From the institute's member publication Board Builder
Holly might be just 27, but she's already led large-scale
change in the corporate, not-for-profit and government worlds; is CEO
of her own company (Emergent Solutions); was asked by the Prime
Minister to chair the G20 Youth Summit; authored a paper on youth
entrepreneurs and jobs for the United Nations; has been named among the
"100 Women of Influence"; counts Virgin entrepreneur Richard Branson as
a supporter; was elected as the world's youngest Rotary president; and
delivered a peace charter to the Dalai Lama.
Did we mention that she was a top-10 finisher for her age group in her most recent Ironman endurance triathlon (3.8km swim, 42km run and 180km ride)?
Oh, and she's on the board of the Port Adelaide AFL team, as their youngest ever director, and sits on the board of other not-for-profits, government entities, and private companies.
It's a defining characteristic of this dynamic operator that where others see barriers, Holly sees challenge and opportunity. And it's that attitude that saw her speaking about leading change at our 2016 Communities in Control conference.
Holly overflows with insights about transforming organisations and how to tackle resistance, outmoded attitudes, limited resources and a rapidly changing world.
We spoke to her about the challenges for not-for-profit directors.
Tell us about one of the big challenges for community groups.
HR: One thing we're dealing with across the board is the disintegration of trust. We're fortunate in the community space to be facing that far less than those in corporate and government sectors but just being an institutional name or having worked in the space for 50 years doesn't buy us the credibility in the community that it once did. What does buy you credibility is continued commitment to asking: "Who am I seeking to serve? What does that mean I need to deliver? And how do we finance and build the partners ... to be able to support the delivery of that?"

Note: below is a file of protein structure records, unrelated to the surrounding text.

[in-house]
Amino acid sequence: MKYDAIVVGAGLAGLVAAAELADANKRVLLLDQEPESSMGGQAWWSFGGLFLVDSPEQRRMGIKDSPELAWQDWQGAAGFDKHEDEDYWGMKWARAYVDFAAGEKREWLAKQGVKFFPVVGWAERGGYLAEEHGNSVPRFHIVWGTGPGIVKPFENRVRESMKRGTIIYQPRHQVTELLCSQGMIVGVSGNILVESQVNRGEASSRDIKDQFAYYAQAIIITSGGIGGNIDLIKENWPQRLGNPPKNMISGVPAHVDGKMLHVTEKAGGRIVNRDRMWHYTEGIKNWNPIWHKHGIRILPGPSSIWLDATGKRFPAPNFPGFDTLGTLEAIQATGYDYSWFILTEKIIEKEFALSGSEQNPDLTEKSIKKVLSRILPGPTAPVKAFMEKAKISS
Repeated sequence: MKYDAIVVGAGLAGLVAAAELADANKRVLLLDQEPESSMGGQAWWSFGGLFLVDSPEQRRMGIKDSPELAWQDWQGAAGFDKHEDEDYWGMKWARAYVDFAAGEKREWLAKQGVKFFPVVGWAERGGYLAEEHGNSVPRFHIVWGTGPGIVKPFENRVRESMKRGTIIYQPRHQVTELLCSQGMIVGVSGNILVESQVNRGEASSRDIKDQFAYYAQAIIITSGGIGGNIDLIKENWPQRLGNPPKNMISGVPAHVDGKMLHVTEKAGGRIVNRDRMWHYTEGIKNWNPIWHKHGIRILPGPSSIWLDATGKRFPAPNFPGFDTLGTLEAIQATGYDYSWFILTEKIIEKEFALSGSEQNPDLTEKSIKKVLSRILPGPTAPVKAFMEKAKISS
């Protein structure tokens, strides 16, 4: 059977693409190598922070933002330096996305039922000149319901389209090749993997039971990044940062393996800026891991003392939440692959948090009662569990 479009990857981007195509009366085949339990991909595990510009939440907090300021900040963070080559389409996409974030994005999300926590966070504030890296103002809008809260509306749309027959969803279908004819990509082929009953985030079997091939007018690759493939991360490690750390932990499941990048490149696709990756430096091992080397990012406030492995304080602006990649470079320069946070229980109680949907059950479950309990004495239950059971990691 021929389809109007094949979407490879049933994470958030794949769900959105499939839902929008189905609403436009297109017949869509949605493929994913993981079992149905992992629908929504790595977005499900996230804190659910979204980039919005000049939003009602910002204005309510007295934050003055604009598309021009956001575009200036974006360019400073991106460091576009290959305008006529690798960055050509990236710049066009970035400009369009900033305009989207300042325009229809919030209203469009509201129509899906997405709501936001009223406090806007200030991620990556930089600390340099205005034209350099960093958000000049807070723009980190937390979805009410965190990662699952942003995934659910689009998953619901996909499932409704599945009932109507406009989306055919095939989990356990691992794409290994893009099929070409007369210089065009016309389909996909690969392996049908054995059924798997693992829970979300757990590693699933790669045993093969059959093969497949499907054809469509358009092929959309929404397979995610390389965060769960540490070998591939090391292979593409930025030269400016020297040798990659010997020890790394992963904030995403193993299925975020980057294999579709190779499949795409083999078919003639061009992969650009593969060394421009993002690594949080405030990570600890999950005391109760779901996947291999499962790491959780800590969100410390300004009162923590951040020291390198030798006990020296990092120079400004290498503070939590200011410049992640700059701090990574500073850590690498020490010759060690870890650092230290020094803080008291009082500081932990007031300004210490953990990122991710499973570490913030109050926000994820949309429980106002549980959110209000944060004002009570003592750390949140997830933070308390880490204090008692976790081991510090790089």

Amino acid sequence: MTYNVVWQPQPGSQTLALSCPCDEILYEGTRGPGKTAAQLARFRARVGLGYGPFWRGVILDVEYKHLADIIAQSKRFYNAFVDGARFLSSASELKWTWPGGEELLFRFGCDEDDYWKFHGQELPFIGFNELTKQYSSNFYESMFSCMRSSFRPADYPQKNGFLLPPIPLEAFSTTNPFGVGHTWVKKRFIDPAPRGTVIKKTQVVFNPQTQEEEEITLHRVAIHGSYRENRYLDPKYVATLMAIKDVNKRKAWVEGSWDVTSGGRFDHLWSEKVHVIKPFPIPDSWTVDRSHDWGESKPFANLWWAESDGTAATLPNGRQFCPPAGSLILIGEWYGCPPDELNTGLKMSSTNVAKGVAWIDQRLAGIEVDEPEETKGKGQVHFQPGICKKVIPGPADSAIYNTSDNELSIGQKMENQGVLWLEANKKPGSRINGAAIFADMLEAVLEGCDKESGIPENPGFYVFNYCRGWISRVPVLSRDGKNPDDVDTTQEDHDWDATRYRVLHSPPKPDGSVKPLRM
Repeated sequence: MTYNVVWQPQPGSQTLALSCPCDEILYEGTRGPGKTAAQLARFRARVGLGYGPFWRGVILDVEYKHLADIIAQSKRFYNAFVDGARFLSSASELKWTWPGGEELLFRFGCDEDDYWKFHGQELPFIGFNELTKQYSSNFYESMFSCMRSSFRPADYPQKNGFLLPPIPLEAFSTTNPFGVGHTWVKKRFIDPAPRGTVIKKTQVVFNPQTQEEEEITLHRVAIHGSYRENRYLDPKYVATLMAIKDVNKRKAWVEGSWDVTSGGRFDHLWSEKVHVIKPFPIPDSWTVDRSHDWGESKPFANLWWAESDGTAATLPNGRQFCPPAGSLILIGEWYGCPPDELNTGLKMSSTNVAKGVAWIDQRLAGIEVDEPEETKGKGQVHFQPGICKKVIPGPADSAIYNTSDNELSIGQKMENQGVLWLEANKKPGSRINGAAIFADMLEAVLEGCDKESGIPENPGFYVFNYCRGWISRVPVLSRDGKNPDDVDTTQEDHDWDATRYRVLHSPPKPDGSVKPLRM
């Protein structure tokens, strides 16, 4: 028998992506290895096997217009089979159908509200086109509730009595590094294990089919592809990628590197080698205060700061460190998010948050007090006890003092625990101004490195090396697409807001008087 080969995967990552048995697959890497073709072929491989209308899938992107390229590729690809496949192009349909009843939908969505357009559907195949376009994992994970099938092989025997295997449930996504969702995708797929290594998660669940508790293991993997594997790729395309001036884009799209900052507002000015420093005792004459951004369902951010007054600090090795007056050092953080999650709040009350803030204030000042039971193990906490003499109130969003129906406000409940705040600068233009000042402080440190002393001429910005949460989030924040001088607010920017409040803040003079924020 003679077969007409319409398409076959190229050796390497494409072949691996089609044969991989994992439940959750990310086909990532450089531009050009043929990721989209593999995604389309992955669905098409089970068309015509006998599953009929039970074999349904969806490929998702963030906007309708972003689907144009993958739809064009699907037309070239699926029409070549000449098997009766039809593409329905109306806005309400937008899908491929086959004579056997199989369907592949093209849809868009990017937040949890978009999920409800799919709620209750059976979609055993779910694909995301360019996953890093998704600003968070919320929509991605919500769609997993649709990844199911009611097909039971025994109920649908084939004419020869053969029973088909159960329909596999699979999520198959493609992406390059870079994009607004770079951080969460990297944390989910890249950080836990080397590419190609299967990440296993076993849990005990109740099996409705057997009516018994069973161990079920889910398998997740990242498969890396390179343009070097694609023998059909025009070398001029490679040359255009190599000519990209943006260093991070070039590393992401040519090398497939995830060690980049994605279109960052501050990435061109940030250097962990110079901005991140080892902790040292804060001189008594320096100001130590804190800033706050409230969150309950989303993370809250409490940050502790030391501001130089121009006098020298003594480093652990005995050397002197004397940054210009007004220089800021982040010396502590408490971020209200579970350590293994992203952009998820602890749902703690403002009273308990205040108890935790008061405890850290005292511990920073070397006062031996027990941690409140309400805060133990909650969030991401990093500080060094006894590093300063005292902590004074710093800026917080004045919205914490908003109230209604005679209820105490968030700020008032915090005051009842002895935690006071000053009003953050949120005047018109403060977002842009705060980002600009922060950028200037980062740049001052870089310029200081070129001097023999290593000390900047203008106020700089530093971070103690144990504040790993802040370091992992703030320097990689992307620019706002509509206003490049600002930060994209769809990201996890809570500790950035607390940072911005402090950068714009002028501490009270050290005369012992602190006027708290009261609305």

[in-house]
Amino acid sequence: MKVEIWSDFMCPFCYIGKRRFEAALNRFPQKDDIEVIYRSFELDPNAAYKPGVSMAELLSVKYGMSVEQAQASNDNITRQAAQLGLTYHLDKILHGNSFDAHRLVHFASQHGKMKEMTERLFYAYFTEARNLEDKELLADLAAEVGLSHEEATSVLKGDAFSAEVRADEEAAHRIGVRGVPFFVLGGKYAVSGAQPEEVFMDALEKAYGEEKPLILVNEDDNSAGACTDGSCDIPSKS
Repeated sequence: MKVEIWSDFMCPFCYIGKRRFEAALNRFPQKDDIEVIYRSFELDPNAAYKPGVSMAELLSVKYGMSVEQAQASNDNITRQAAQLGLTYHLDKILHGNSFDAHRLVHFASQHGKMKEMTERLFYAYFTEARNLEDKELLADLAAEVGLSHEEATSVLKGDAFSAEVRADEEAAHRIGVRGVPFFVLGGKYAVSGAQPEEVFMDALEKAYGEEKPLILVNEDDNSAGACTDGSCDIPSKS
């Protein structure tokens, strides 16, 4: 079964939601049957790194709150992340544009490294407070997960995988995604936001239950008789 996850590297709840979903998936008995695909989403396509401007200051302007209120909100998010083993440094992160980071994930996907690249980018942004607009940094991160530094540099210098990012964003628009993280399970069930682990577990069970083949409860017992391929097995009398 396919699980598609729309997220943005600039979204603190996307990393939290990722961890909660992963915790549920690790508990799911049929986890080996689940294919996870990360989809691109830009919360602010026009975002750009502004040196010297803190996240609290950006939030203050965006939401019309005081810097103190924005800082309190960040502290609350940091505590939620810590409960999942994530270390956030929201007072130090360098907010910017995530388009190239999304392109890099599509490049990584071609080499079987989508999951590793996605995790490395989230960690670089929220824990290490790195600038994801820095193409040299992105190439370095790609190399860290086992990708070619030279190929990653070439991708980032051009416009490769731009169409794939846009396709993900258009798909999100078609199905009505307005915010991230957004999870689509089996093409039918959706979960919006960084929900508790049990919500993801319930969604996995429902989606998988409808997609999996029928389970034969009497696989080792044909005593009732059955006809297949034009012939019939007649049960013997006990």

But how can community groups deliver with limited resources?
HR: It's very easy to sit there and say, "Oh, but ..." and list all the reasons why you can't move, or do things differently, or change up the way you work.
The core for every organisation is: What's our mission? What are we here to achieve? What's the absolute best way we can deliver on that mission? And, understanding that as the community evolves, as the people we're seeking to support evolve, our operation has to evolve as well.
You don't need to be working on "x scale" to have impact - whether it's $2 million or $20 million, it's just critical that you're thinking about how you become resourceful with what you're capable of doing, and you're looking for inspiration. That might be from other industries, or from other parts of the not-for-profit sector.
Another sensitive topic in the community landscape is (the) enormous number of non-profits within Australia - we've got about 650,000. There are obviously opportunities to think how some of those merge, how joint ventures are stepped into, and how you collaborate ... with government or corporate groups.
What can community directors achieve that others can't?
HR: The amazing thing about being a community director is the opportunity to have an enormous level of impact and support for an issue that you really passionately care about.